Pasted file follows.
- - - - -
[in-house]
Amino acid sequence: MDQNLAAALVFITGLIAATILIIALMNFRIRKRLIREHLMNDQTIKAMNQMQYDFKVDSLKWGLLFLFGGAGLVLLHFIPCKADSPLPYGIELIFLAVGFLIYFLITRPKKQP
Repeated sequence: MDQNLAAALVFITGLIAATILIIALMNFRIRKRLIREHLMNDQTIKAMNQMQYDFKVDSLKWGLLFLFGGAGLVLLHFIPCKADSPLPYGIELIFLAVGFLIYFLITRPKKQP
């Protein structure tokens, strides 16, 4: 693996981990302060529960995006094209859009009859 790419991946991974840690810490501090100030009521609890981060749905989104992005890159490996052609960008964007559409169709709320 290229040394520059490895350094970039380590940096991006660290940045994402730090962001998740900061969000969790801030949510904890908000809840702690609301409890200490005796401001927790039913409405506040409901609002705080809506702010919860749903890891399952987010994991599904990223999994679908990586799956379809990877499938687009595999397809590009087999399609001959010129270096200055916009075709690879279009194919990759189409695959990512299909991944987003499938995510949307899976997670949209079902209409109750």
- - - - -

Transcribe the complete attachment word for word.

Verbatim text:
[in-house]
Amino acid sequence: MDQNLAAALVFITGLIAATILIIALMNFRIRKRLIREHLMNDQTIKAMNQMQYDFKVDSLKWGLLFLFGGAGLVLLHFIPCKADSPLPYGIELIFLAVGFLIYFLITRPKKQP
Repeated sequence: MDQNLAAALVFITGLIAATILIIALMNFRIRKRLIREHLMNDQTIKAMNQMQYDFKVDSLKWGLLFLFGGAGLVLLHFIPCKADSPLPYGIELIFLAVGFLIYFLITRPKKQP
């Protein structure tokens, strides 16, 4: 693996981990302060529960995006094209859009009859 790419991946991974840690810490501090100030009521609890981060749905989104992005890159490996052609960008964007559409169709709320 290229040394520059490895350094970039380590940096991006660290940045994402730090962001998740900061969000969790801030949510904890908000809840702690609301409890200490005796401001927790039913409405506040409901609002705080809506702010919860749903890891399952987010994991599904990223999994679908990586799956379809990877499938687009595999397809590009087999399609001959010129270096200055916009075709690879279009194919990759189409695959990512299909991944987003499938995510949307899976997670949209079902209409109750």